Het orgel in het vocale, liturgische oeuvre van Johann Sebastian Bach (II – conclusion) by Jan Smelikby Jan Smelik | Het ORGEL | Year 111 | (2015) | Issue 2
Jan Smelik Het orgel in het vocale, liturgische oeuvre van Johann Sebastian Bach (II – conclusion)
Het ORGEL 111 (2015), nr. 2, 3-11 [summary]
In the second part I discuss the six cantatas that Bach composed from May to November 1726 that have organ solos. Before and after 1726 Bach also occasionally used the organ as obbligato melody instrument. When these cantatas were performed later, Bach sometimes gave the solo (organ)part to another instrument, or vice versa. The article discusses how the organ was used as a continuo instrument. A number of sources gives clear indications on the subject.
The obviousness of the organ as continuo instrument disappeared in the second half of the eighteenth century. During the nineteenth century the use of the organ as continuo instrument created various problems on more than one occasion. In the wake of the Bach revival and the emergence of the liturgical movement the question arose whether the cantatas should be performed in concert halls, or were rather church music that belonged in church buildings and in a liturgical context. Against this background there was a lively discussion of whether a ‘secular instrument’ like the harpsichord or a ‘sacred instrument’ like the organ should be used for the Generalbaß.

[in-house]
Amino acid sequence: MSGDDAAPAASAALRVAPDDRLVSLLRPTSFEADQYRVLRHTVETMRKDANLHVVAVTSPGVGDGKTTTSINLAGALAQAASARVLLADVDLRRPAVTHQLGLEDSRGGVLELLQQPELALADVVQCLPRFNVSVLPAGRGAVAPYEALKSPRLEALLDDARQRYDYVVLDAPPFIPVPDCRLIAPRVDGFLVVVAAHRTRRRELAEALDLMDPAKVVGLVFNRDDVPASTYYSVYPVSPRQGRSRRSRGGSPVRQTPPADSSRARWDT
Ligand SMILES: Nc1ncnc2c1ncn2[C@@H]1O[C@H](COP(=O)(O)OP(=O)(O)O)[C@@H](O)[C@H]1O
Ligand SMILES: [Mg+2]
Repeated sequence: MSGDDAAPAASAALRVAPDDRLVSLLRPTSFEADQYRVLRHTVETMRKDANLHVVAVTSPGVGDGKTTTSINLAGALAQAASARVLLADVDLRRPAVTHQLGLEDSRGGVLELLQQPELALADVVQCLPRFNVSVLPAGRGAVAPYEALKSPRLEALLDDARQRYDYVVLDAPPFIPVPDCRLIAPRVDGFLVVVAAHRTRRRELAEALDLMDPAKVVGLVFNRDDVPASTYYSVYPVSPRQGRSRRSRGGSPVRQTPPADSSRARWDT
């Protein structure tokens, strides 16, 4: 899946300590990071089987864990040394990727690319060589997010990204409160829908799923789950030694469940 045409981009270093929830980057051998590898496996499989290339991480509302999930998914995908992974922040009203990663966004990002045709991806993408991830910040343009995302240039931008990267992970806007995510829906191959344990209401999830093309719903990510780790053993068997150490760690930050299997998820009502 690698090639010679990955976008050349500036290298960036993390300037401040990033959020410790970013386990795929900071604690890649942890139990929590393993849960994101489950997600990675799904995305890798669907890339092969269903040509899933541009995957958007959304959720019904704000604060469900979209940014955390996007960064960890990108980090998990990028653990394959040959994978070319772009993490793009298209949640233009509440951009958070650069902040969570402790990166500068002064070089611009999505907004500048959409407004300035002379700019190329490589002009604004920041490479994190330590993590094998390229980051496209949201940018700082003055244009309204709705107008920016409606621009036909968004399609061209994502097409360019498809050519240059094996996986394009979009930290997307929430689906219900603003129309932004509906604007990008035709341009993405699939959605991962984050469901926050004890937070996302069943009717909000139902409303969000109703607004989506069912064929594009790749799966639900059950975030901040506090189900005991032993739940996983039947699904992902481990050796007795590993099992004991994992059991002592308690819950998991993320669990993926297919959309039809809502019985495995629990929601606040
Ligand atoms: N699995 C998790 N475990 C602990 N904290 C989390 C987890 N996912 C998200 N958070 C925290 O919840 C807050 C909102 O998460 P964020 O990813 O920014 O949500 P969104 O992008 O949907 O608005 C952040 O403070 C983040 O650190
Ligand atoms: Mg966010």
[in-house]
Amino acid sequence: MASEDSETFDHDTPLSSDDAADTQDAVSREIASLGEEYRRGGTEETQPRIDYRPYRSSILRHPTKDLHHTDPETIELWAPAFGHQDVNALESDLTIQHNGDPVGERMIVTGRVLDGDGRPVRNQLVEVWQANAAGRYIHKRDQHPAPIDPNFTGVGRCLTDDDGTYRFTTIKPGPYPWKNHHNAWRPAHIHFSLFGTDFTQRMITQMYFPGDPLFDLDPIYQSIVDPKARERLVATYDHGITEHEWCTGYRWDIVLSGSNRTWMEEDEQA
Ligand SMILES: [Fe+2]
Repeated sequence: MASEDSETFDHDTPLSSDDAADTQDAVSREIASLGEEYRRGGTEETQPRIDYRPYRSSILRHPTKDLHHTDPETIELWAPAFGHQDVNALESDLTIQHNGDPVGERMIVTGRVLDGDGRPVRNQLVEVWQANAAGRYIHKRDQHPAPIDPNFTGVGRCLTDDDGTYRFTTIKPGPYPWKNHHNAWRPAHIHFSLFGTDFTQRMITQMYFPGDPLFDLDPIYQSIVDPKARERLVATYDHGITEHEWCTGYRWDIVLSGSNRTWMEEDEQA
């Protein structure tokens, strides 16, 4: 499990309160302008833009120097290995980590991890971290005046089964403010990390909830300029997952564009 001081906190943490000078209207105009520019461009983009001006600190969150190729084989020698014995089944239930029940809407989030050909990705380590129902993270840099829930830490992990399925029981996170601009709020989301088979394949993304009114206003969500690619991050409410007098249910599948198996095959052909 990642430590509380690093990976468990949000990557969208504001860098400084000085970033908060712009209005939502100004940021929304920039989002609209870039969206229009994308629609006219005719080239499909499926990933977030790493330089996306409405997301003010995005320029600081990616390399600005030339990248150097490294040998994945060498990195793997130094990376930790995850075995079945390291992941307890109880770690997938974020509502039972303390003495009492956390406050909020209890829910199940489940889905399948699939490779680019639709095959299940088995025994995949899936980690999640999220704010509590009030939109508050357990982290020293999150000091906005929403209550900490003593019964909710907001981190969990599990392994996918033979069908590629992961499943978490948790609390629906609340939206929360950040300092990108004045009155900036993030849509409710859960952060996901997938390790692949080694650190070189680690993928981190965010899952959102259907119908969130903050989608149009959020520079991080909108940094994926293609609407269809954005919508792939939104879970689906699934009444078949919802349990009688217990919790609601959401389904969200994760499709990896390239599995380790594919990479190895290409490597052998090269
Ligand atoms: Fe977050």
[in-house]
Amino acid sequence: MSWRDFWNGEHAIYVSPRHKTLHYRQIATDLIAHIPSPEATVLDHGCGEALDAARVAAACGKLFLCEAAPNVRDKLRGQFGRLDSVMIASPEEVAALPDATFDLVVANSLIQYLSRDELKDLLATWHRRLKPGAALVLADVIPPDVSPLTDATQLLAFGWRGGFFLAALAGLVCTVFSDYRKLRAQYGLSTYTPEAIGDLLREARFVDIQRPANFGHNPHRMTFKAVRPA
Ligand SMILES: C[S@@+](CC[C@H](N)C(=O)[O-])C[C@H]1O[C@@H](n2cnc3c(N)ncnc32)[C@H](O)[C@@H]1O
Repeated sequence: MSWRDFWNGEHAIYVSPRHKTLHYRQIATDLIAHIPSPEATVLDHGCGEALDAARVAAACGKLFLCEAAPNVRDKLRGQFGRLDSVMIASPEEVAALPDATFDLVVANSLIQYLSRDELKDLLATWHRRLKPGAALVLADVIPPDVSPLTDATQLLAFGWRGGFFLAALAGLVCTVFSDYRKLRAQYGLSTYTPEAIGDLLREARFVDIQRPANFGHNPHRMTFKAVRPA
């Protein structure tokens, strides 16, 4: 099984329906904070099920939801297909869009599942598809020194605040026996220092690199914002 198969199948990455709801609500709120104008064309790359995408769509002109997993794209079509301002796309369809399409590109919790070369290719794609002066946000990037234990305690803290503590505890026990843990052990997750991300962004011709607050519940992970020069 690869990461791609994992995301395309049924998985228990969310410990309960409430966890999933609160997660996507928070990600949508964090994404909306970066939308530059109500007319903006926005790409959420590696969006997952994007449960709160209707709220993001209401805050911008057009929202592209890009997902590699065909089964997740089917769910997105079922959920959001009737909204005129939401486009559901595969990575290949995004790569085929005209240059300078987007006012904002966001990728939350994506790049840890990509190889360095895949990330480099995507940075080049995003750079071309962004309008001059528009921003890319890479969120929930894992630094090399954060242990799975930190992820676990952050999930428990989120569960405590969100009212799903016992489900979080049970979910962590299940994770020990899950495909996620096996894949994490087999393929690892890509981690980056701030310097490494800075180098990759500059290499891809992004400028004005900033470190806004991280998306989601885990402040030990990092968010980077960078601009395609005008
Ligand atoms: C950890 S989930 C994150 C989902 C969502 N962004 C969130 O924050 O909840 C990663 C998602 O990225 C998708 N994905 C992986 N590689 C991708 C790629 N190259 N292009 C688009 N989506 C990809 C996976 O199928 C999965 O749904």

Fragment coverpage autograph Cantate “Gott soll allein mein Herze haben”. (Mus. MS. Bach P 98)